“You have heard that it was said to your ancestors, ‘Never break your oath, but give to the Lord what you swore in an oath to give him.’

But I tell you don’t swear an oath at all. Don’t swear an oath by heaven, which is God’s throne, or by the earth, which is his footstool, or by Jerusalem, which is the city of the great King. And don’t swear an oath by your head. After all, you cannot make one hair black or white.

Simply say yes or no. Anything more than that comes from the evil one." (Matt 5:33-37 GW)

So, it's imperative that we know and understand the truth of God well. Not our view of the truth or the dogmatic views of spiritual leaders.

It's imperative that we know and understand the truth of God well

How to know the truth yourself?

Last week, I shared of the value and importance of reading and listening to God's Word. But the first priority is knowing God. Knowing Him, in a personal way.

The first priority is knowing God—knowing Him in a personal way

Reflecting Jesus

How? A simple path is looking at all the invitations Jesus gives in the gospels. Hear them. Take them to heart. Let them become life in you. 

Here are two important invitiations—

“Come to me, all who are tired from carrying heavy loads, and I will give you rest... learn from me, because I am gentle and humble." (Matt 11:28-29 GW)

“Those who want to come with me must say no to the things they want, pick up their crosses every day, and follow me." (Luke 9:23 GW)

But how will you know His will? How will you know if you're following Him in the right way?

Simple. When your life reflects the nature of Jesus, you're on the right path.

When your life reflects the nature of Jesus, you're on the right path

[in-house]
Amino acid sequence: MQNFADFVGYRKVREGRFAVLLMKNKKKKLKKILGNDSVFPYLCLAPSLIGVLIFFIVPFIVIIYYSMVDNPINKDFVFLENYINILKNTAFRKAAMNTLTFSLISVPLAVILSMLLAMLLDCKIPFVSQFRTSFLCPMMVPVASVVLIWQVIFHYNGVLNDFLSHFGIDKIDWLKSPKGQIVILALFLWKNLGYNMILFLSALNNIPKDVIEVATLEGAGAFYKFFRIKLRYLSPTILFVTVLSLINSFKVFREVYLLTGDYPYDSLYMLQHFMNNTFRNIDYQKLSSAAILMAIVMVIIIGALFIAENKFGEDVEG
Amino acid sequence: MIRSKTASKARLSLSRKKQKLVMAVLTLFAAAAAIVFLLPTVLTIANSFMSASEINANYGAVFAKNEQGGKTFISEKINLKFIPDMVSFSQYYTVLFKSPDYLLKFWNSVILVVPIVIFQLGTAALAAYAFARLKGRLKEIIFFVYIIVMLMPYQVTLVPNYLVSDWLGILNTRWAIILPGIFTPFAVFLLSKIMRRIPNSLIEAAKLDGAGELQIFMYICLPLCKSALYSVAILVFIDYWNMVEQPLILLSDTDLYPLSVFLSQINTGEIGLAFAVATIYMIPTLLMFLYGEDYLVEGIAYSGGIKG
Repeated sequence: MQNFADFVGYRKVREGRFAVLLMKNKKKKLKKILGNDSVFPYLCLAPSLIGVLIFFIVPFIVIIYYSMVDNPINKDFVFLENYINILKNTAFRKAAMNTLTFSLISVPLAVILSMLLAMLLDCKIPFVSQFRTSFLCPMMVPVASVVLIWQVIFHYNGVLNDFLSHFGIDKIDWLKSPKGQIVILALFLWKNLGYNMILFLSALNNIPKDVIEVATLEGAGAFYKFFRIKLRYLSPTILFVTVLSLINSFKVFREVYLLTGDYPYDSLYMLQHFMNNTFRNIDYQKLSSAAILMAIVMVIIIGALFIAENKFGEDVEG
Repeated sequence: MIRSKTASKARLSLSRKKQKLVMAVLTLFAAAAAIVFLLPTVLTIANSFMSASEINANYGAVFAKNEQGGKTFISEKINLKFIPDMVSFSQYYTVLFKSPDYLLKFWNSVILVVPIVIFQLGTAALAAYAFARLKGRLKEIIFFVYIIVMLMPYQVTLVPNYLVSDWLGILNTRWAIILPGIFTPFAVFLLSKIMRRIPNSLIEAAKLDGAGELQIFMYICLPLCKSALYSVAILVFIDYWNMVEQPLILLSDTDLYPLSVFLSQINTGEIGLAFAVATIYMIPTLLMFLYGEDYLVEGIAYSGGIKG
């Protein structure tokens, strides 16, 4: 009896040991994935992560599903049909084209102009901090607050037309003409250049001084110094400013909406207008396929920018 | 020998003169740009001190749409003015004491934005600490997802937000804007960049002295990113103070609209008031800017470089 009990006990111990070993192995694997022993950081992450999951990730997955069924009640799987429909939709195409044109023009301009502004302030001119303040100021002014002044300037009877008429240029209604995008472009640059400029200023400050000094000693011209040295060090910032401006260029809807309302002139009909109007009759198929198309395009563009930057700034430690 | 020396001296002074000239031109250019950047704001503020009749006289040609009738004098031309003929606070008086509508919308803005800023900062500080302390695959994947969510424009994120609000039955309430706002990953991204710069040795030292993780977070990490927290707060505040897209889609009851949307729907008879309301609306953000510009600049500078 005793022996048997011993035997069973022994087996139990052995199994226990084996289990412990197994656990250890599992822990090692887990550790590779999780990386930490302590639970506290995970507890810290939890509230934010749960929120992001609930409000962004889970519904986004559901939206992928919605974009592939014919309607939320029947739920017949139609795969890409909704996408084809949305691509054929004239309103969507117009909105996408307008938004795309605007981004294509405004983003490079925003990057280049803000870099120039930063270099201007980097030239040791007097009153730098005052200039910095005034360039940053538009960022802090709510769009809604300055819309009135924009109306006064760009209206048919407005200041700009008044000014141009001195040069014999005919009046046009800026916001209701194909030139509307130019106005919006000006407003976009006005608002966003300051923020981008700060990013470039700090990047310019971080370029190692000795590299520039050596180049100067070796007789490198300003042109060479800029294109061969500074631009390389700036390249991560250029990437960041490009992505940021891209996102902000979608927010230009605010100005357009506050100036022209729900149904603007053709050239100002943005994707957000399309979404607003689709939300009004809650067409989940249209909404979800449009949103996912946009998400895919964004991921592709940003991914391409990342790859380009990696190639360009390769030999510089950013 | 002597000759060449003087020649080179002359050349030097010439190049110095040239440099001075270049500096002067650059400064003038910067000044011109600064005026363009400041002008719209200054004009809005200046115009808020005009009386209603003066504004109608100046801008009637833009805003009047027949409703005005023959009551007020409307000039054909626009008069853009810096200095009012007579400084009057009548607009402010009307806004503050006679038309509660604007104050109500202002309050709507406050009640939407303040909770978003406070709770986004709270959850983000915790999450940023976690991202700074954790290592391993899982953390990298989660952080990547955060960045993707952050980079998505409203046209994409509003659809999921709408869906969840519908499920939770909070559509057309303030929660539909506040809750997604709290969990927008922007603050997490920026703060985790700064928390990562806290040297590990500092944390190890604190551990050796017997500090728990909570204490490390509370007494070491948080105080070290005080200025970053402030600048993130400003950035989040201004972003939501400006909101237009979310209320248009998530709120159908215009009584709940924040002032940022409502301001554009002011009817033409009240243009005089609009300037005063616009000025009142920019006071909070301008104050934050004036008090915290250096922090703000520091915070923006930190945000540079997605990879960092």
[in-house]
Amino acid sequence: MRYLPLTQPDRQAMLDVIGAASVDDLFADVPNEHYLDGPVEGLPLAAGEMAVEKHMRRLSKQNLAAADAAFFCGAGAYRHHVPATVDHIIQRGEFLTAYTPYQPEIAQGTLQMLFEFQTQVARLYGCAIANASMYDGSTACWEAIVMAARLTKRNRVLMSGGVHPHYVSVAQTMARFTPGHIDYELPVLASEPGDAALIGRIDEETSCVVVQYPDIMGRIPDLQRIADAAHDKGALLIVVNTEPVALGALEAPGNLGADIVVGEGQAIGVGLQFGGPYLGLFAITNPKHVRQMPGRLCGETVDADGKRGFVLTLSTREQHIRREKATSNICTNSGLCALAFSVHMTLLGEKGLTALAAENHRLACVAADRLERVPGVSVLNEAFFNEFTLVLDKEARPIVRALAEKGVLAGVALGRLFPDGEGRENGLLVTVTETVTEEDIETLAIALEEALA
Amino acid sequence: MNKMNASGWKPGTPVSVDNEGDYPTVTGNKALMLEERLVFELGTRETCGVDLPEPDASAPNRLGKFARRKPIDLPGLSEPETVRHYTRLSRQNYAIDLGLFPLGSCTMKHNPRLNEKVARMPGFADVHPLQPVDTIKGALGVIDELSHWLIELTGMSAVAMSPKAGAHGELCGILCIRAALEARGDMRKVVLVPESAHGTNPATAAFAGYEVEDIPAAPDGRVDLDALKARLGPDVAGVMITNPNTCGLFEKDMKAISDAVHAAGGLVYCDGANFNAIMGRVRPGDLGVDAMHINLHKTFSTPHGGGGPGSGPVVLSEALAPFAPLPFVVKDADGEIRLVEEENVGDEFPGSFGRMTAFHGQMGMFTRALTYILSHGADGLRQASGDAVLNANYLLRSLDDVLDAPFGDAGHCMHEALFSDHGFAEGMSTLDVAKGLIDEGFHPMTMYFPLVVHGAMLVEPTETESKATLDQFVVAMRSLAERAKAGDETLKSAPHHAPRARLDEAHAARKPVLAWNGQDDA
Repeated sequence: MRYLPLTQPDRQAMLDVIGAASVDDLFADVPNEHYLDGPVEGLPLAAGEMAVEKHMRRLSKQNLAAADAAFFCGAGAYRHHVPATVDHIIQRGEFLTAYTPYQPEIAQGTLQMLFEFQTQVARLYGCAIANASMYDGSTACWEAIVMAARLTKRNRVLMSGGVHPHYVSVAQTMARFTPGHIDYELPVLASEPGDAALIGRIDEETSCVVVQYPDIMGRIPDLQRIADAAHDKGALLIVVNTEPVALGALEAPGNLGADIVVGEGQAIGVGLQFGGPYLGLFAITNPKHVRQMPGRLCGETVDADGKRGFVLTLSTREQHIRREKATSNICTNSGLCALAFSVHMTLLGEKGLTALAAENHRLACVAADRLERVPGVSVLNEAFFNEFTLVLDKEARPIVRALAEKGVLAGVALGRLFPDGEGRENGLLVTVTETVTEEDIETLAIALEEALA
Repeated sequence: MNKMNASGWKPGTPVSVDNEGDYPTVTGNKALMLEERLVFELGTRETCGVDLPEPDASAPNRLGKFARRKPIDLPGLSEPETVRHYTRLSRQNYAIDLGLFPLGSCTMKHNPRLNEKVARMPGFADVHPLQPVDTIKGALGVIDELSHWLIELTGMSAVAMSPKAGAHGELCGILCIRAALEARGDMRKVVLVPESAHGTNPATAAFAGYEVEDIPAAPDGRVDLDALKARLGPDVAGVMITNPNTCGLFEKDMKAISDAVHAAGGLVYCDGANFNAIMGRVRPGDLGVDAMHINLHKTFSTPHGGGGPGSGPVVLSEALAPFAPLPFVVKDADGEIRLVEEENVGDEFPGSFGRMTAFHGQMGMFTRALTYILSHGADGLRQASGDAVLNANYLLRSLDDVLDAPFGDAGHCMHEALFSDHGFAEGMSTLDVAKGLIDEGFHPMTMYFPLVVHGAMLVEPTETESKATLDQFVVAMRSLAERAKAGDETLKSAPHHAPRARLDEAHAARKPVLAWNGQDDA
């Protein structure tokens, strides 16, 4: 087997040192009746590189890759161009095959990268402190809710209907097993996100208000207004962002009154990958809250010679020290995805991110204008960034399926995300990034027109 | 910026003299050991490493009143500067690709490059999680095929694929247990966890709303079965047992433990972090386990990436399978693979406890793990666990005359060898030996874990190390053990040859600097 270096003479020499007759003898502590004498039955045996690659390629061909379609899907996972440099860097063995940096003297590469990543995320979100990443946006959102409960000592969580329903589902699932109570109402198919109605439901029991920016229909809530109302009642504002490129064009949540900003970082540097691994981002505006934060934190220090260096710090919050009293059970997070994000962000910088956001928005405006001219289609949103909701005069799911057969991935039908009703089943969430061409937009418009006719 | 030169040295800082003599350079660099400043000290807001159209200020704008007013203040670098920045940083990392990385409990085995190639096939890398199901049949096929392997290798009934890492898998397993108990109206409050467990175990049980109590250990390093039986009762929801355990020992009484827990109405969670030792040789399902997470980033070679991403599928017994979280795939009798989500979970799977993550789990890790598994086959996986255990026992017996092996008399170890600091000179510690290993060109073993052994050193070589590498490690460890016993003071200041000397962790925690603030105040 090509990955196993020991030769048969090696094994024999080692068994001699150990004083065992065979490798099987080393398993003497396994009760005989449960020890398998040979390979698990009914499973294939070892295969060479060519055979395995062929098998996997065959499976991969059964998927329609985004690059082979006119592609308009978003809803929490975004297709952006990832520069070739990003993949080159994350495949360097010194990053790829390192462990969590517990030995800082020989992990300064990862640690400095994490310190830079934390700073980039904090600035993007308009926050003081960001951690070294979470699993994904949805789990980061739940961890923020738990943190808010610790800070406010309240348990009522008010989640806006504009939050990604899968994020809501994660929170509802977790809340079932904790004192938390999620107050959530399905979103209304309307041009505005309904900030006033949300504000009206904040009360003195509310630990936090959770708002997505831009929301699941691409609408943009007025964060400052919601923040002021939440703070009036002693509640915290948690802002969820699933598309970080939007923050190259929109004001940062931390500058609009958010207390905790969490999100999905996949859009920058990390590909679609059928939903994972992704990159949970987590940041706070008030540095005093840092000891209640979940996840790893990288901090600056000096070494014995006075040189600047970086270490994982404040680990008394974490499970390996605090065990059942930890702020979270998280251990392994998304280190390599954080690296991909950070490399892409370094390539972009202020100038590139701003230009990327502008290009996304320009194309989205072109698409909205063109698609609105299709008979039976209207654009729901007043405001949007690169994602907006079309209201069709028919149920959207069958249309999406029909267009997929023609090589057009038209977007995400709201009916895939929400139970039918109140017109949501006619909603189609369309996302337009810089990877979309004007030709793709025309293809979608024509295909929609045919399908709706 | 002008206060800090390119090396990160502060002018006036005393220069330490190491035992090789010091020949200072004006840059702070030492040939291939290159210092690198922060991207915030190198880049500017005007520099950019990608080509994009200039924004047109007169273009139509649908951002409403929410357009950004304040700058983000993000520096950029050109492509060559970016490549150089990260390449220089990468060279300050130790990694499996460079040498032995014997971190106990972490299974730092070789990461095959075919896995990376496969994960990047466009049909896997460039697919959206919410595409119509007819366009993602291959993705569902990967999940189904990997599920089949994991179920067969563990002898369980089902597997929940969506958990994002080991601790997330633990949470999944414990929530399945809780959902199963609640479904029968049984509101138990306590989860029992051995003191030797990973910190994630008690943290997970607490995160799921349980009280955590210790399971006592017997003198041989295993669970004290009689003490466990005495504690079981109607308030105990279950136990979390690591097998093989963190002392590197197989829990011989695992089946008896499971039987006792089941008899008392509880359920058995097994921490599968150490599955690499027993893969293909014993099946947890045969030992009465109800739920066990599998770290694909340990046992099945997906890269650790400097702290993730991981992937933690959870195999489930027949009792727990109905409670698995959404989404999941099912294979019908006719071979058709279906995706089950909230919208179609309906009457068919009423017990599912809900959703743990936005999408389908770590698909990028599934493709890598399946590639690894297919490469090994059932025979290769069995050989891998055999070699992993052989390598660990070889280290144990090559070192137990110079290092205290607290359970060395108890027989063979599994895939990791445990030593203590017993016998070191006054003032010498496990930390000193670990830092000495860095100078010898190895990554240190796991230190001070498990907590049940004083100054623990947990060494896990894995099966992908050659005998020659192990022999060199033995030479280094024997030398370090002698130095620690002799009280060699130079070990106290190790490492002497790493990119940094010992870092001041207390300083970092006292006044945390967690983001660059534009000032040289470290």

Talking Into the Air

unsplash.com_JRosewell

unsplash.com_JRosewell

Engaging someone in a conversation can be very satisfying, even when there's a difference of opinion. There's a sense of give-and-take, of listening and responding. This is true dialog.

On the other hand, you've probably experienced a more lop-sided conversation where you're doing all the listening, or perhaps you're doing all the talking. One-sided conversations aren't really conversations, they're monologs and aren't very productive.

What's even less productive than a monolog is when one person talks over another without listening. Even worse is when a person speaks in another language or uses terminology foreign to whoever is listening. This is like talking into the air.

Another language

One day while walking across a small island in the Philippines, I engaged a young man in conversation as we both carried a cooler full of drinks and food. He listened and nodded as I went on and on.

Years later, he told me how little he understood of our conversation at that time because he didn't understand much English. I spoke little of his dialect but thought he understood me. In reality, I was just talking into the air while he listened.

Since then, we've known each other for over 20 years and developed a fruitful relationship of mutual respect. I've learned to listen more and he's become more confident in communicating what's in his heart and mind. In the beginning, I was the teacher and he was my student. Now we are friends and partners in ministry.

4 Insights for more effective communication

This story illustrates and provides a few insights for me that I'll share here. These are some basic things to help make communication more effective so we're not just talking into the air.